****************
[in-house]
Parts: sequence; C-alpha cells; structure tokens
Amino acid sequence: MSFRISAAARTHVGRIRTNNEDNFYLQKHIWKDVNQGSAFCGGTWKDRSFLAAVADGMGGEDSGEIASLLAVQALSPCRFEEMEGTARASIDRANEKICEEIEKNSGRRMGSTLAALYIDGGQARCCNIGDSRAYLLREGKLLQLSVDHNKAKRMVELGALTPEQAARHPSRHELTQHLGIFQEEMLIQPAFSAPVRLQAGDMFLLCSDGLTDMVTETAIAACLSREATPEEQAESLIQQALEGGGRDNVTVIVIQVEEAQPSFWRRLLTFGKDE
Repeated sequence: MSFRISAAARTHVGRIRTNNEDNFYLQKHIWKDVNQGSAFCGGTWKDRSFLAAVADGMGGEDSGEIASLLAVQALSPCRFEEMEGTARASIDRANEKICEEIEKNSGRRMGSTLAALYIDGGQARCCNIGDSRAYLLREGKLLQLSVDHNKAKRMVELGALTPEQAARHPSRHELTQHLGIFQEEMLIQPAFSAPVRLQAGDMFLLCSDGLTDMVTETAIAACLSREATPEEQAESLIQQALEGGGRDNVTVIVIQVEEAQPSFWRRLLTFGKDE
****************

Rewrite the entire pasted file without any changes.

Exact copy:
[in-house]
Parts: sequence; C-alpha cells; structure tokens
Amino acid sequence: MSFRISAAARTHVGRIRTNNEDNFYLQKHIWKDVNQGSAFCGGTWKDRSFLAAVADGMGGEDSGEIASLLAVQALSPCRFEEMEGTARASIDRANEKICEEIEKNSGRRMGSTLAALYIDGGQARCCNIGDSRAYLLREGKLLQLSVDHNKAKRMVELGALTPEQAARHPSRHELTQHLGIFQEEMLIQPAFSAPVRLQAGDMFLLCSDGLTDMVTETAIAACLSREATPEEQAESLIQQALEGGGRDNVTVIVIQVEEAQPSFWRRLLTFGKDE
Repeated sequence: MSFRISAAARTHVGRIRTNNEDNFYLQKHIWKDVNQGSAFCGGTWKDRSFLAAVADGMGGEDSGEIASLLAVQALSPCRFEEMEGTARASIDRANEKICEEIEKNSGRRMGSTLAALYIDGGQARCCNIGDSRAYLLREGKLLQLSVDHNKAKRMVELGALTPEQAARHPSRHELTQHLGIFQEEMLIQPAFSAPVRLQAGDMFLLCSDGLTDMVTETAIAACLSREATPEEQAESLIQQALEGGGRDNVTVIVIQVEEAQPSFWRRLLTFGKDE